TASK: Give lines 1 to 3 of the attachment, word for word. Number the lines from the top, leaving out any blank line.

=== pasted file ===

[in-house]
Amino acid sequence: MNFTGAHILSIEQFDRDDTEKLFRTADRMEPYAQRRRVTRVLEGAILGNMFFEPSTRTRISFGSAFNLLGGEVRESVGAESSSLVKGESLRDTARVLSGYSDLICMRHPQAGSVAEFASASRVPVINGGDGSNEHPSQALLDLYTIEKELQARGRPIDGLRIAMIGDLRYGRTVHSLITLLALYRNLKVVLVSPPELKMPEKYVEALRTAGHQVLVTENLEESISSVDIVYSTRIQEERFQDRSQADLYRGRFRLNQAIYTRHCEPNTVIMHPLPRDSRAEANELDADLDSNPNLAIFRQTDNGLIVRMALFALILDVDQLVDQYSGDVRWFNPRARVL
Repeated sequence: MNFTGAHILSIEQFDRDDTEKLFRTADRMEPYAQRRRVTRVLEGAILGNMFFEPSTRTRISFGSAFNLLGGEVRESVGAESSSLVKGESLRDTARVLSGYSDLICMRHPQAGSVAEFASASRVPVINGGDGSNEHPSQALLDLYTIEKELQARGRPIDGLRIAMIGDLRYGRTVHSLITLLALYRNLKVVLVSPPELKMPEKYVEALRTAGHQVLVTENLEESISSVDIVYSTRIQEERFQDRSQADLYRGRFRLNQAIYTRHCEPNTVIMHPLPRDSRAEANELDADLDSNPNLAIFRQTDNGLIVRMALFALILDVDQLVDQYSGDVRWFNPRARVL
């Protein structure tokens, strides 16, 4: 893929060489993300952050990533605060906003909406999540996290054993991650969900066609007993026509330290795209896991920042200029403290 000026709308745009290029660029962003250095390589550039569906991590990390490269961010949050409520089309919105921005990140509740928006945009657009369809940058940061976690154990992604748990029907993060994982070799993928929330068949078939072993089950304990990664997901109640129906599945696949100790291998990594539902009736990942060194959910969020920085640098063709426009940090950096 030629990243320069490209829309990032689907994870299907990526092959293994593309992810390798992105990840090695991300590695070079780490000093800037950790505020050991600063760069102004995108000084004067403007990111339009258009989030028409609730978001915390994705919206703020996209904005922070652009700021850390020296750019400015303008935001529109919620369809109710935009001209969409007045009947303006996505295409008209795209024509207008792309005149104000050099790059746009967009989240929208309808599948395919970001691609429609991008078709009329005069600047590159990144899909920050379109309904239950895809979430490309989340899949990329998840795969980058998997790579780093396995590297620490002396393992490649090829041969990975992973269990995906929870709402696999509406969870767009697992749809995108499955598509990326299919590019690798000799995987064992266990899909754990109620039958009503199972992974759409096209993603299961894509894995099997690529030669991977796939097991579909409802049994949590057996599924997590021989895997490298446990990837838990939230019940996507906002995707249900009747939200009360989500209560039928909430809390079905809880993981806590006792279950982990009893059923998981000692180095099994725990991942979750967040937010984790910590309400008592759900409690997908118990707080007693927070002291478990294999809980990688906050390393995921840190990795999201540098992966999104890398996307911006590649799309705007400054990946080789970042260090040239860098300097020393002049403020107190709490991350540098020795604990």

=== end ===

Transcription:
[in-house]
Amino acid sequence: MNFTGAHILSIEQFDRDDTEKLFRTADRMEPYAQRRRVTRVLEGAILGNMFFEPSTRTRISFGSAFNLLGGEVRESVGAESSSLVKGESLRDTARVLSGYSDLICMRHPQAGSVAEFASASRVPVINGGDGSNEHPSQALLDLYTIEKELQARGRPIDGLRIAMIGDLRYGRTVHSLITLLALYRNLKVVLVSPPELKMPEKYVEALRTAGHQVLVTENLEESISSVDIVYSTRIQEERFQDRSQADLYRGRFRLNQAIYTRHCEPNTVIMHPLPRDSRAEANELDADLDSNPNLAIFRQTDNGLIVRMALFALILDVDQLVDQYSGDVRWFNPRARVL
Repeated sequence: MNFTGAHILSIEQFDRDDTEKLFRTADRMEPYAQRRRVTRVLEGAILGNMFFEPSTRTRISFGSAFNLLGGEVRESVGAESSSLVKGESLRDTARVLSGYSDLICMRHPQAGSVAEFASASRVPVINGGDGSNEHPSQALLDLYTIEKELQARGRPIDGLRIAMIGDLRYGRTVHSLITLLALYRNLKVVLVSPPELKMPEKYVEALRTAGHQVLVTENLEESISSVDIVYSTRIQEERFQDRSQADLYRGRFRLNQAIYTRHCEPNTVIMHPLPRDSRAEANELDADLDSNPNLAIFRQTDNGLIVRMALFALILDVDQLVDQYSGDVRWFNPRARVL